Decline in factory output slowed in July
MANILA, Philippines — Factory output continued to drop year-on-year even as the pace in July slowed compared to previous months as the economy gradually opened up under easing COVID-19 quarantine.
The Philippine Statistics Authority’s monthly integrated survey of selected industries report for July released Friday showed that the volume of production index (VoPI) fell 11.9 percent last July.
July’s VoPI—a proxy for factory output—nonetheless posted the smallest decline since the record 38.8-percent slide recorded in April—at the height of the most stringent COVID-19 lockdown in the region, which had put a halt to 75 percent of the domestic economy.
The value of production index also dropped by 14.8 percent in July, the slowest contraction since the 41.3-percent fall also last April.
In a statement, Acting Socioeconomic Planning Secretary Karl Kendrick T. Chua said the improving manufacturing figures since May “[suggested] a turnaround in economic activity.”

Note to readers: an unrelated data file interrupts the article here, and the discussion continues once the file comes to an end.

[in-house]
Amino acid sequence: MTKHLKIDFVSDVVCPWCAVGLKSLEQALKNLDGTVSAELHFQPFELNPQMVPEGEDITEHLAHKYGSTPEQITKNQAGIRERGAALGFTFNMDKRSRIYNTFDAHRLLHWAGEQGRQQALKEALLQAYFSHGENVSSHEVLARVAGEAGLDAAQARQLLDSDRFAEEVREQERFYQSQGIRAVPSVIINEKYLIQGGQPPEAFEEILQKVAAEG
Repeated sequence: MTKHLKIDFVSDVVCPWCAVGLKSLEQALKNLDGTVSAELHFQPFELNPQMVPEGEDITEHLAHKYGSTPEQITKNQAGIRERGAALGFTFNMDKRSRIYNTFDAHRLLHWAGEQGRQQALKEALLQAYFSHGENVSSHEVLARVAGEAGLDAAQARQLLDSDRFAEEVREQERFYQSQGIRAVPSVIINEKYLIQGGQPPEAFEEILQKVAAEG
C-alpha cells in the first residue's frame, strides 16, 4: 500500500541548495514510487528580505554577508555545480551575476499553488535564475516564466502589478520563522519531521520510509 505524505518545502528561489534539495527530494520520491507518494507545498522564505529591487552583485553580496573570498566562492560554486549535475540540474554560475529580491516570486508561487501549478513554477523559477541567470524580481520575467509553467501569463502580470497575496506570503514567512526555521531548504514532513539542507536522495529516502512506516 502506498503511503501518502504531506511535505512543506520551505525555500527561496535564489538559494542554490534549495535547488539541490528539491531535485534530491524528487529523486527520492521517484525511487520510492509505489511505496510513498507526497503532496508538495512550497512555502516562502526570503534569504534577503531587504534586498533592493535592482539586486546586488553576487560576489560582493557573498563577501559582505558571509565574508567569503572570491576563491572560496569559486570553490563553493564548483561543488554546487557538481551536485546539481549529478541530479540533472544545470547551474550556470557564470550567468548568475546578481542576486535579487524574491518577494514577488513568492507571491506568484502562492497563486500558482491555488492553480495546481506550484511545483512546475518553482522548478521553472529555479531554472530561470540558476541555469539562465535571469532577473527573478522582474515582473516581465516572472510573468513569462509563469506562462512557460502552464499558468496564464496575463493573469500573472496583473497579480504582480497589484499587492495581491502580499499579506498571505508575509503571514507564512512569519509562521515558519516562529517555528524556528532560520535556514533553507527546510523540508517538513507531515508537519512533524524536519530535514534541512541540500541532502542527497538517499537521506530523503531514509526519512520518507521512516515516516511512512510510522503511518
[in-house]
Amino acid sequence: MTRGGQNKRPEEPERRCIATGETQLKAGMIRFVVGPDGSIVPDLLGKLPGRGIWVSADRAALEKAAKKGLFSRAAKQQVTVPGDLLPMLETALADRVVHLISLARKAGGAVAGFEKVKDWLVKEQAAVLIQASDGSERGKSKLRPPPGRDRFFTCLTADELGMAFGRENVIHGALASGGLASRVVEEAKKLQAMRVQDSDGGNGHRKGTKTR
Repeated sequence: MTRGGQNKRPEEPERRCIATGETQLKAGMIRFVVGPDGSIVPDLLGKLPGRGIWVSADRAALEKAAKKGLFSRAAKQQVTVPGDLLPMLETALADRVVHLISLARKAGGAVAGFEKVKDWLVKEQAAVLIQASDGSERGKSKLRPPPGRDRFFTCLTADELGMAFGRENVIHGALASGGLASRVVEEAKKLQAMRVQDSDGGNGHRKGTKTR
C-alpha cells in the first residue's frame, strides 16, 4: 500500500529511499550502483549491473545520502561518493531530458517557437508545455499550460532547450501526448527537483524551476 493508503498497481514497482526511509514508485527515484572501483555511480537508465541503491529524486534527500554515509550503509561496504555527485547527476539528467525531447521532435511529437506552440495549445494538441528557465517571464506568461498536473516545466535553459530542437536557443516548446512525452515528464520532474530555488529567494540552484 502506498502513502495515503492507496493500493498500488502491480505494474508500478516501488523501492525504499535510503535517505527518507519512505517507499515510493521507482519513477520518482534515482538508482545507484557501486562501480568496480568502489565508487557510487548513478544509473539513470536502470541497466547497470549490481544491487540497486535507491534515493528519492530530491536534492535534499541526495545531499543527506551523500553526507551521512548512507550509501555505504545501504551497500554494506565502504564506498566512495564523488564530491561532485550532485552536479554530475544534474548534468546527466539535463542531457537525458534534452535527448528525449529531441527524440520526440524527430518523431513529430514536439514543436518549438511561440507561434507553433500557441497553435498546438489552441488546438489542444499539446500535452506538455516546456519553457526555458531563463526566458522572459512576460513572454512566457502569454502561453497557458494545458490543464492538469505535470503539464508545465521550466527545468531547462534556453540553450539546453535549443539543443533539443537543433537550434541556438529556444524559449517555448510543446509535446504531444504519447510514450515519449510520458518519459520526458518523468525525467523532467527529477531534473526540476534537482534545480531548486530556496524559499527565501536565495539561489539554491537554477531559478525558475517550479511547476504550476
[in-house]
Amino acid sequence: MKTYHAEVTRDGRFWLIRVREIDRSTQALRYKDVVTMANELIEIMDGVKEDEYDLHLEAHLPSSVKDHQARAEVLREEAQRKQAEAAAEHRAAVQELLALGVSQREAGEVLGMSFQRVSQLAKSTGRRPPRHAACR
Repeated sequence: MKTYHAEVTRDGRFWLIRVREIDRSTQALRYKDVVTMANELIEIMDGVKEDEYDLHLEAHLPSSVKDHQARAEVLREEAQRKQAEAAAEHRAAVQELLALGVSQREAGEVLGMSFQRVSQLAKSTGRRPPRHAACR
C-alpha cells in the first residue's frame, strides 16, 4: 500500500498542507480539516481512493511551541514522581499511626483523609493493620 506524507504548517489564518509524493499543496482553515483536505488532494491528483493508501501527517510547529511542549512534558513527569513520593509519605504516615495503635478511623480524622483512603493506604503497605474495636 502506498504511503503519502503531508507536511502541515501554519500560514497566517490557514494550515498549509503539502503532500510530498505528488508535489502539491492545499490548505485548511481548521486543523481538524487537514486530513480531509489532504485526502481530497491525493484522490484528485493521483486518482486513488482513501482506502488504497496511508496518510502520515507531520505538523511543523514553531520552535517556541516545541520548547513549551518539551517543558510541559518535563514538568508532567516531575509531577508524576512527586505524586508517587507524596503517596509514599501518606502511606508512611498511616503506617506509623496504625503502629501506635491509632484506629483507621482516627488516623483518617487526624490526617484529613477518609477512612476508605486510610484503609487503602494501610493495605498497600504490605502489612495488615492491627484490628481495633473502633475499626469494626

“While manufacturing is not yet in the positive territory, the trends of the volume and value of production in the last three months indicate an improvement in the trajectory of economic activity. This momentum suggests a gradual recovery of demand in the coming months until the end of the year,” said Chua, who heads the state planning agency National Economic and Development Authority (Neda).
“Sustaining the gradual and calibrated opening of the economy largely depends on the level of community quarantine that would allow businesses to operate and permit workers to remain mobile. To make this possible, safe and a sufficient availability of public transportation can be supported by service contract subsidies if needed,” Chua added.
But Neda “still sees the country’s manufacturing performance to remain subdued in the near-term as businesses expect the pandemic to have a lingering impact on production,” Chua said.
As such, Chua said the government would continue to enforce minimum health standards, which include wearing of face masks and face shields, and observing strict social distancing protocols so that manufacturers could continue operating amid the prolonged quarantine. —Ben O. de Vera
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